Freshman Representative Serves Up Immigration Bill That Would Make The DHS Do Things It Already Does
from the voted-'most-likely-to-kiss-ass' dept
In what looks to be the FNG currying favor with the new boss, rookie Congressman Jim Banks is introducing a bill that would turn the DHS's social media prying from something it would like to do to something it has to do.
Congressman Jim Banks (IN-03) today will introduce the Visa Investigation and Social Media Act (VISA) of 2017, legislation to strengthen the vetting process for visa applicants. The bill is the first piece of legislation that Congressman Banks will introduce.
While CBP and DHS have been asking incoming foreigners for social media info for a while now, the process has been voluntary -- or at least as voluntary as any process can be when one side holds all the power. New DHS Secretary John Kelly suggested this would expand further in the near future, moving from requests for social media handles to demands for account passwords.
Rep. Banks appears to be making a move to codify the DHS's requests for social media info. It doesn't go so far as to demand account passwords, but it would make examination of foreigners' social media accounts part of the vetting process. The bill's text hasn't been posted yet, but here's what Rep. Banks' website says the legislation will include.
The VISA Act of 2017 would require the Department of Homeland Security to include the following in the background check of any individual applying for a visa to the United States:
A review of the applicant’s publicly available social media activity (i.e. public tweets, YouTube videos, Facebook photos and posts);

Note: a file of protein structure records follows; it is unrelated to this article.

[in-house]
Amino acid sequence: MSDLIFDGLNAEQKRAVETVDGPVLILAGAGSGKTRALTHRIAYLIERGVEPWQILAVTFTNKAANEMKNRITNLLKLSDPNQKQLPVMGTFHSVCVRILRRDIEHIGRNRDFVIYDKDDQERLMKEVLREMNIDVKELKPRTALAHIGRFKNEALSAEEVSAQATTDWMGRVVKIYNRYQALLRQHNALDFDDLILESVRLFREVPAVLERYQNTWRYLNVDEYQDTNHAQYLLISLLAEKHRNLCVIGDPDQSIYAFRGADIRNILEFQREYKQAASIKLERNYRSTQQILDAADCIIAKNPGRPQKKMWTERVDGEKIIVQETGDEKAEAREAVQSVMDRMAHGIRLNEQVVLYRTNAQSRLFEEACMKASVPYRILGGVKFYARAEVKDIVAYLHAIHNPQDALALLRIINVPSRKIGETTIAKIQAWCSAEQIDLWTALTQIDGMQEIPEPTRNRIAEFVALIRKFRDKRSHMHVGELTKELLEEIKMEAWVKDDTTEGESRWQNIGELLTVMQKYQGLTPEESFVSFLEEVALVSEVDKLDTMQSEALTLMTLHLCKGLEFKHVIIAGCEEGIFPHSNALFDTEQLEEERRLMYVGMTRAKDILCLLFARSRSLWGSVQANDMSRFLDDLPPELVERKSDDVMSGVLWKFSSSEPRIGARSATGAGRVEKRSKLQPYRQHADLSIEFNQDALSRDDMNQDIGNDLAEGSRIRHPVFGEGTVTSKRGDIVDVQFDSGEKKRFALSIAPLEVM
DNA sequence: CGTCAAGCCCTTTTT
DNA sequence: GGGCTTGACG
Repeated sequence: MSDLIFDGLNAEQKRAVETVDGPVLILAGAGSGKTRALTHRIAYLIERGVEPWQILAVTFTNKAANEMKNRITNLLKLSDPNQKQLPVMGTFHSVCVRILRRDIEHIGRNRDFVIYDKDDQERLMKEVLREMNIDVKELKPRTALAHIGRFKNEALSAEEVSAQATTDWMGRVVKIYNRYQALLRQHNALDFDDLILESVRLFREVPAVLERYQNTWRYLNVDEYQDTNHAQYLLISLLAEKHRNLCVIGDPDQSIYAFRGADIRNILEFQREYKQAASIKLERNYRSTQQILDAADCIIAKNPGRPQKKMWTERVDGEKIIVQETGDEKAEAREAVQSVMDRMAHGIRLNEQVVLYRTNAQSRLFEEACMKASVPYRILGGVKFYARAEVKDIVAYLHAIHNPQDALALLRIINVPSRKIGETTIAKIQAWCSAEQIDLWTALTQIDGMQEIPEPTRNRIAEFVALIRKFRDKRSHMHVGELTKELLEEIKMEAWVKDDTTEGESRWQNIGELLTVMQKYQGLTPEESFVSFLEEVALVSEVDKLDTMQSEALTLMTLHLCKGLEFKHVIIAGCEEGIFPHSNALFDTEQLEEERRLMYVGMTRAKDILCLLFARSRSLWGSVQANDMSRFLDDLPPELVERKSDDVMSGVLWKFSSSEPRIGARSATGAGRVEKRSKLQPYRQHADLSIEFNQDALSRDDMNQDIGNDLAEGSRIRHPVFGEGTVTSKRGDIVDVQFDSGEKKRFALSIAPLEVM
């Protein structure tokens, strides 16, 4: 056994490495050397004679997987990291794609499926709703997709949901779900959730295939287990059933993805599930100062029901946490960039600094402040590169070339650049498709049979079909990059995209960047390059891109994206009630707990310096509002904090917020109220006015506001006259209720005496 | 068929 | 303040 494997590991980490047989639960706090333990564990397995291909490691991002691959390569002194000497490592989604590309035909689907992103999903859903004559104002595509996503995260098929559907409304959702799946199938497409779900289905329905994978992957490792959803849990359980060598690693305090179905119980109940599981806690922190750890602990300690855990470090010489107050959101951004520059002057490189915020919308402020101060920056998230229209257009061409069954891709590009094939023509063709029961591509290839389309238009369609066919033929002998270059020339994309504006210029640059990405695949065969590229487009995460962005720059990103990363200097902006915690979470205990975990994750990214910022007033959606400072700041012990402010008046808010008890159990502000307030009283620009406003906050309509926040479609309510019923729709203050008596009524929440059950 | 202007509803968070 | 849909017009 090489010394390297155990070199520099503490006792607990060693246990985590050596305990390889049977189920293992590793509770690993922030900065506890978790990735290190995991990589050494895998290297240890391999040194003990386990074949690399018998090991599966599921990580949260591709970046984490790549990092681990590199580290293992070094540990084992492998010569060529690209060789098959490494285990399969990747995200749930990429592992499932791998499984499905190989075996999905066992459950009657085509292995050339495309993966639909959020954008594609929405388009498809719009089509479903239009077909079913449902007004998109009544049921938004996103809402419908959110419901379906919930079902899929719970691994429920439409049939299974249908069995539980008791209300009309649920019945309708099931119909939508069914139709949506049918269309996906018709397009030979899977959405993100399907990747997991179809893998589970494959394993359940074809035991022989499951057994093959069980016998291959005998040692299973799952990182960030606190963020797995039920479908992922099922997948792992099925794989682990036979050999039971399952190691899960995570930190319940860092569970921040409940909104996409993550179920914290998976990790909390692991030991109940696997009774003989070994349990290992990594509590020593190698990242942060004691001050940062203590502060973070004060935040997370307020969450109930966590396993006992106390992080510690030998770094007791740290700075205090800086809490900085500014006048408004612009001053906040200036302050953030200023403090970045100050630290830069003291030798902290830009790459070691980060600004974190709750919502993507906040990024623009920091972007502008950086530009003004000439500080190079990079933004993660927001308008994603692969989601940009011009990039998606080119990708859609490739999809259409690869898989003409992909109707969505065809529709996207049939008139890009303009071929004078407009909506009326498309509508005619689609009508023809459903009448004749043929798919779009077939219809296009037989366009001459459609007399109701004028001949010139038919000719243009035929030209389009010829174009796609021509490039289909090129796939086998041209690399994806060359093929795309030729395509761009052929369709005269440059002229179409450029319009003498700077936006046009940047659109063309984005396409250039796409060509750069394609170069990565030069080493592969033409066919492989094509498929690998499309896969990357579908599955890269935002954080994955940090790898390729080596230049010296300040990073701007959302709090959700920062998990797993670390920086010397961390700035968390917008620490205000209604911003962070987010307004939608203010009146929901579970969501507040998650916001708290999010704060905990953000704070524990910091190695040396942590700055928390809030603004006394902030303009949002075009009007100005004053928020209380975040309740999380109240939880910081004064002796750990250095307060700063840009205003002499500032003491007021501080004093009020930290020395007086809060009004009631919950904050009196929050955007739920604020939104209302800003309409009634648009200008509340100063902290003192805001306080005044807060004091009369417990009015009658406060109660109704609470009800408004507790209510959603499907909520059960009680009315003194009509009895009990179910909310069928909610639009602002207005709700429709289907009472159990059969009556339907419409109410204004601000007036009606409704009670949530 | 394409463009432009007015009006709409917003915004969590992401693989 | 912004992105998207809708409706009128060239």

An interview of each applicant who is age eleven years or older;
A fraud-prevention check of each applicant’s documentation; and
A requirement that the applicant provide an English translation of his or her documentation.
Rep. Banks says this is no different than the process companies use to vet new hires. That's a truly bogus comparison. While some companies view applicants' social media posts when considering them for employment, very few are demanding social media account information as part of the application process. Those that do tend to drop the policies as soon as they're made public. (And child labor laws pretty much rule out interviews of tweens and teens.)
What's most troubling about this new rep's bill is its complete uselessness. The only real change it makes is dropping three years from the interview requirement (from 14 to 11). Everything else is something Customs already does. Vetting of social media posts has been part of the process for months. Banks' bill just makes it a requirement for the DHS to perform social media checks on all applicants. The legal ball will get pushed downhill, which will force applicants to hand over this info. ("In compliance with [insert US Code info here], DHS/CBP require applicants to provide social media account information, etc.") This may make it easier for the DHS to start demanding passwords, but the bill limits itself to public posts.
As for the rest of it, it's completely redundant. Extensive background checks are run on all applicants against several databases and Customs has required an English translation of visa applicants' documentation for years.
Banks likes corporate analogies so he should be aware his effort looks like a new hire trying to make his mark -- not by being a valuable addition to the company -- but by enthusiastically offering up worthless suggestions that signal your "Company Man" virtues to upper management.